Two estranged sisters, Ester and Anna, and Anna's 10-year-old son travel to the Central European country on the verge of war. Ester becomes seriously ill and the three of them move into a hotel in a small town called Timoka.
It's the early twentieth century Sweden. Adolescent siblings Alexander and Fanny Ekdahl lead a relatively joyous and exuberant life with their well-off extended paternal family, led by the family matriarch, their grandmother, Helena Ekdahl. The openness of the family culture is exemplified by Helena's now deceased husband ending up becoming best friends with one of her lovers, a Jewish puppet maker named Isak Jacobi, and their Uncle Gustav Adolf's open liaison with one of the family maids, Maj, who everyone in the family adores, even Gustav Adolf's wife, Alma. Between the siblings, Alexander in particular has inherited the family's love of storytelling, his parents and his grandmother who are actors and who manage their own theater. Things change for Alexander and Fanny when their father, Oscar, dies shortly after Christmas 1907. Although she truly does believe she loves him, the children's mother, Emilie, decides to marry Bishop Edvard Vergérus, who she first met as the officiate at ...Written by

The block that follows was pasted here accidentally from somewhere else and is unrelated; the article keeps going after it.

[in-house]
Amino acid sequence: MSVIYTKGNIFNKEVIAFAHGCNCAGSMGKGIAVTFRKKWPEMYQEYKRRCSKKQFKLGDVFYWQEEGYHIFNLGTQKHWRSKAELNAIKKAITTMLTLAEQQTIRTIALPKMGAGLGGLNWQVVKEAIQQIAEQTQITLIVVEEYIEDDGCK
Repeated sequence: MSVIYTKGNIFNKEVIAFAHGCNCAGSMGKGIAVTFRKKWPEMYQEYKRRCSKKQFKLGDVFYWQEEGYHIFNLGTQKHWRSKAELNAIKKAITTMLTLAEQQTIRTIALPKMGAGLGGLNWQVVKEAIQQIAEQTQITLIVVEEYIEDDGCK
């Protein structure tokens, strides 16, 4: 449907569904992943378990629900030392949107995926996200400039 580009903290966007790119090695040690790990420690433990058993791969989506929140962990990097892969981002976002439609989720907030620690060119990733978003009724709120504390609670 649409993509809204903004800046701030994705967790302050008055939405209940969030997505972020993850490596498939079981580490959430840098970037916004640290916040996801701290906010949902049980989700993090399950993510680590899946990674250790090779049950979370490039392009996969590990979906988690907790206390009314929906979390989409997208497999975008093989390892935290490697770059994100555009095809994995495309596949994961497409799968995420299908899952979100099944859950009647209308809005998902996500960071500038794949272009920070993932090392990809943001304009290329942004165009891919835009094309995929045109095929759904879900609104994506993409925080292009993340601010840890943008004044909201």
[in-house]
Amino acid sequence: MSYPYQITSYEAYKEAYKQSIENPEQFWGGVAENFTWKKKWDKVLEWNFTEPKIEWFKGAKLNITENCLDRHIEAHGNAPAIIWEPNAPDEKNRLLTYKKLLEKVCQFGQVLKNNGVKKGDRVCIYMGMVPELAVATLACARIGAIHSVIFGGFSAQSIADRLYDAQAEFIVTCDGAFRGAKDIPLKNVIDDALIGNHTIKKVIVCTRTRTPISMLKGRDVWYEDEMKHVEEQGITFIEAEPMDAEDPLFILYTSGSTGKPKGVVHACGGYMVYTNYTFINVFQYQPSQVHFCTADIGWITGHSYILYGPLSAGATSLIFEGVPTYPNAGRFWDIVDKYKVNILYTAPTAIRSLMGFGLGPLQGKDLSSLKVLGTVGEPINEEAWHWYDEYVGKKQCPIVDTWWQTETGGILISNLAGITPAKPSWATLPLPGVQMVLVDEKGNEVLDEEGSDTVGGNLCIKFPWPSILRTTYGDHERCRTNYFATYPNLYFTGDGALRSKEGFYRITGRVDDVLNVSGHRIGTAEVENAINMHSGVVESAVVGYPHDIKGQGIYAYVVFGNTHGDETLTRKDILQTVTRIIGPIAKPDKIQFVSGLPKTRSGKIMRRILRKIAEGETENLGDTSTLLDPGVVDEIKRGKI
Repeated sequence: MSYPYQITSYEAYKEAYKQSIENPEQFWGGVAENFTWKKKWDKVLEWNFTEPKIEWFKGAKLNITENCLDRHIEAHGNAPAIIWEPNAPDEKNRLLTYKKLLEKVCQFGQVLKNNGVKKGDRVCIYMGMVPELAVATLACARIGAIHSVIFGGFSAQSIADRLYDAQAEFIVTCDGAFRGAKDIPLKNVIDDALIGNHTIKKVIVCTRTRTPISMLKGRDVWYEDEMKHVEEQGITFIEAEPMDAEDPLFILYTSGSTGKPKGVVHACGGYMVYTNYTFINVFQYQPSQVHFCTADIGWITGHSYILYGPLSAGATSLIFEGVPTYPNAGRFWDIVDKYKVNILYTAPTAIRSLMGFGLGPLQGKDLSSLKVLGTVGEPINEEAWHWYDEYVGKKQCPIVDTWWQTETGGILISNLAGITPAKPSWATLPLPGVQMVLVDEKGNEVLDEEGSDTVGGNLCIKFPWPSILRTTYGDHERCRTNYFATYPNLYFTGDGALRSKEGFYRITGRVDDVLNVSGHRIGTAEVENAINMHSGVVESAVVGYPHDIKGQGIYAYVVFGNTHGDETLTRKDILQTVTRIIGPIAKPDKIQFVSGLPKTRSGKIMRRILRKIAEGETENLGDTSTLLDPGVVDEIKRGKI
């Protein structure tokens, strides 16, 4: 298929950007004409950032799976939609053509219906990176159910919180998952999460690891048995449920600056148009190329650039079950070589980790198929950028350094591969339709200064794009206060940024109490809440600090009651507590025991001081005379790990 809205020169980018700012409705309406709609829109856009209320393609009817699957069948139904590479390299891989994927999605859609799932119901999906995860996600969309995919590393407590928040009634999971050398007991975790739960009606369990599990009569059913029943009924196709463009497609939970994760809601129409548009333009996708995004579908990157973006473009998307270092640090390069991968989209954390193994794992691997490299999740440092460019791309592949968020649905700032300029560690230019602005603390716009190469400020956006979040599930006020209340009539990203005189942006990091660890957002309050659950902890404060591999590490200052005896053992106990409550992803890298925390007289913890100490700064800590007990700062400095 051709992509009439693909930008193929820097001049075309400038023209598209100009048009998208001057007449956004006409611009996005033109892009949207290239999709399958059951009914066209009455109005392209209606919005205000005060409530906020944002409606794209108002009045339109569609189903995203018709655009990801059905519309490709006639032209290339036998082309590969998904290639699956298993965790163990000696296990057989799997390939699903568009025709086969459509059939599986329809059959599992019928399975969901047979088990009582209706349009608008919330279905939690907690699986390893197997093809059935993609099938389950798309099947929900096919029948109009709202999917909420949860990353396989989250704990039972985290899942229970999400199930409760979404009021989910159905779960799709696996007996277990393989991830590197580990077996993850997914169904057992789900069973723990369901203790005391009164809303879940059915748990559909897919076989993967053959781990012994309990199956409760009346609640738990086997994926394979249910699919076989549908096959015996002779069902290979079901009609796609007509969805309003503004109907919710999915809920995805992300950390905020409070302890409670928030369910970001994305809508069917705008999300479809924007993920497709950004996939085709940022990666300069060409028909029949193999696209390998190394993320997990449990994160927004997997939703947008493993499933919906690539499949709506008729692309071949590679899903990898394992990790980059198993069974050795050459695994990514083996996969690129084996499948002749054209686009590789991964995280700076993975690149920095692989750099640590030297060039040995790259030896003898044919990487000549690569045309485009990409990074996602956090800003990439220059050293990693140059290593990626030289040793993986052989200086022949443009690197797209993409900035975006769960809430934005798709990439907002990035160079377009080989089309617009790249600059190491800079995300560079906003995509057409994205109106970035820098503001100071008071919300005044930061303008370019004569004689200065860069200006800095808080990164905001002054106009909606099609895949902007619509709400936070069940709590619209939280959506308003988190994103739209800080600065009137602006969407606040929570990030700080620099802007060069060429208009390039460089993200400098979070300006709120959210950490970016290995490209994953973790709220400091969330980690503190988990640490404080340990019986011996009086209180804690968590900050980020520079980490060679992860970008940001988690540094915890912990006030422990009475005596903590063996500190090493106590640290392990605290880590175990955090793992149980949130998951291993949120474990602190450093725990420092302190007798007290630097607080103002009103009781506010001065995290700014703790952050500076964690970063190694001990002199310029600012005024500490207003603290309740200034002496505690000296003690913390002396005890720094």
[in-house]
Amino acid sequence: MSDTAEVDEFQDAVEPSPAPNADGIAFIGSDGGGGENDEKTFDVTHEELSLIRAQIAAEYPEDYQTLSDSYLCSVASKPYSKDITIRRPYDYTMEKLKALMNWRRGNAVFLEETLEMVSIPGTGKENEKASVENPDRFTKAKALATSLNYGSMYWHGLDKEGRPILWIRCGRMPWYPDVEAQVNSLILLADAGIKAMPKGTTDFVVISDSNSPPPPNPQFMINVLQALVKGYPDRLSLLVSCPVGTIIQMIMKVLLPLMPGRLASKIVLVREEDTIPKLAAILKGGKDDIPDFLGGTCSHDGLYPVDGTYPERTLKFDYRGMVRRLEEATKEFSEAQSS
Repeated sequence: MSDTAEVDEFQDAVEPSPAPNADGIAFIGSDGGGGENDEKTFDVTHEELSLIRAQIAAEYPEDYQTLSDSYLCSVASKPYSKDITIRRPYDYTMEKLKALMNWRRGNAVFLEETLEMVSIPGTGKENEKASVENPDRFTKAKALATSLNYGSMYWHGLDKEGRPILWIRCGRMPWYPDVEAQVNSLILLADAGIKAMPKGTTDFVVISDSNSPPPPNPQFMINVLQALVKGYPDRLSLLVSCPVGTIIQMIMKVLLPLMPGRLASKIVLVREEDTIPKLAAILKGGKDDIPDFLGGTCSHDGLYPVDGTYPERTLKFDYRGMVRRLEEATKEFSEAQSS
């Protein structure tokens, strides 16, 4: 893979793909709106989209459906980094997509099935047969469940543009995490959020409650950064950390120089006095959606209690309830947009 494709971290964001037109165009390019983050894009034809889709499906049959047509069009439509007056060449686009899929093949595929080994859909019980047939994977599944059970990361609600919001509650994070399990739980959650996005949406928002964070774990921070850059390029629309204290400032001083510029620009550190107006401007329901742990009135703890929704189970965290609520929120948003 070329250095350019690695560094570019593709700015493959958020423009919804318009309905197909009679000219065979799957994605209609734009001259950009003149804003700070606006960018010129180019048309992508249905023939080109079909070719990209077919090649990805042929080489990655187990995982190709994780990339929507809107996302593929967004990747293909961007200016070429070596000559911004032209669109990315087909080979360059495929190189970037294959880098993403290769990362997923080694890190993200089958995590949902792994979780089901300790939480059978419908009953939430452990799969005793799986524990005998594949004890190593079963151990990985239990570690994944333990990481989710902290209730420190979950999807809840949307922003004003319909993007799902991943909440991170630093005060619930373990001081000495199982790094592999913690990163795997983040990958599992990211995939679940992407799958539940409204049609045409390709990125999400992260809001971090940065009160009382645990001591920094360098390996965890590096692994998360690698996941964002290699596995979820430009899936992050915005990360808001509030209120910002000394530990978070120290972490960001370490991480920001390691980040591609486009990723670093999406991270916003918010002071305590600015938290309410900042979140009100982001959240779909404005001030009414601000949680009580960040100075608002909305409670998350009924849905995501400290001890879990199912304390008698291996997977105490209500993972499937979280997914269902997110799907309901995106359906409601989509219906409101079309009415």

The movie opens at Christmas 1907. The bishop's proposal to Emilie could not have been any earlier than mid-1908, which means that the end of the film could not have taken place any earlier than mid-1909. Emilie refers to _A Dream Play_ as a "new" play by Strindberg, but the play had already had its Stockholm premiere in 1907, i.e. prior to the start of the action of the film. See more »
I've watched this movie many years ago when I was still a teen or maybe in my early twenties. It was horrible. It was so depressing that I decided never to watch an Ingmar Bergman film again. It was my first and only one.
Yes, I know that Bergman is considered a great artist. And yes, maybe this film is a piece of art. But even now after so many years, having forgotten about all the details of the story, I still feel the depression. I will not rate the movie because I don't want to be unfair. But I really wish I hadn't watched this.
So be warned. If you think you have to watch this because it's movie history, go ahead. But if you are a sensitive person you might be tortured by the hopelessness.
7 of 11 people found this review helpful.
Was this review helpful to you?
| Report this